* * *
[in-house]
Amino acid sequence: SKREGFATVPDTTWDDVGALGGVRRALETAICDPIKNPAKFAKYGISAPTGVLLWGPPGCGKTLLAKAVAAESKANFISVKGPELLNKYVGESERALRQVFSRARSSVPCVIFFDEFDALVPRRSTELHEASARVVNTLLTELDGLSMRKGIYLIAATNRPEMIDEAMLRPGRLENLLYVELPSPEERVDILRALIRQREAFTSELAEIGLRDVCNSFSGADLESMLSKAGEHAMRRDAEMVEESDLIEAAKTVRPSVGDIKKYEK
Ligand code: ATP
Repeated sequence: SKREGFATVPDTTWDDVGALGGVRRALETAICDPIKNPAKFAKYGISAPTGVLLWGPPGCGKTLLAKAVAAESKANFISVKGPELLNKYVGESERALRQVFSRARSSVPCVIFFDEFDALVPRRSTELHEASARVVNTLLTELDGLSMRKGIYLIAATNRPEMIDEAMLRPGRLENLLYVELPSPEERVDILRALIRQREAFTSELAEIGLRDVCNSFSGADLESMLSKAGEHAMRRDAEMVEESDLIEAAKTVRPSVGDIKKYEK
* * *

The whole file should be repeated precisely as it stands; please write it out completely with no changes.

[in-house]
Amino acid sequence: SKREGFATVPDTTWDDVGALGGVRRALETAICDPIKNPAKFAKYGISAPTGVLLWGPPGCGKTLLAKAVAAESKANFISVKGPELLNKYVGESERALRQVFSRARSSVPCVIFFDEFDALVPRRSTELHEASARVVNTLLTELDGLSMRKGIYLIAATNRPEMIDEAMLRPGRLENLLYVELPSPEERVDILRALIRQREAFTSELAEIGLRDVCNSFSGADLESMLSKAGEHAMRRDAEMVEESDLIEAAKTVRPSVGDIKKYEK
Ligand code: ATP
Repeated sequence: SKREGFATVPDTTWDDVGALGGVRRALETAICDPIKNPAKFAKYGISAPTGVLLWGPPGCGKTLLAKAVAAESKANFISVKGPELLNKYVGESERALRQVFSRARSSVPCVIFFDEFDALVPRRSTELHEASARVVNTLLTELDGLSMRKGIYLIAATNRPEMIDEAMLRPGRLENLLYVELPSPEERVDILRALIRQREAFTSELAEIGLRDVCNSFSGADLESMLSKAGEHAMRRDAEMVEESDLIEAAKTVRPSVGDIKKYEK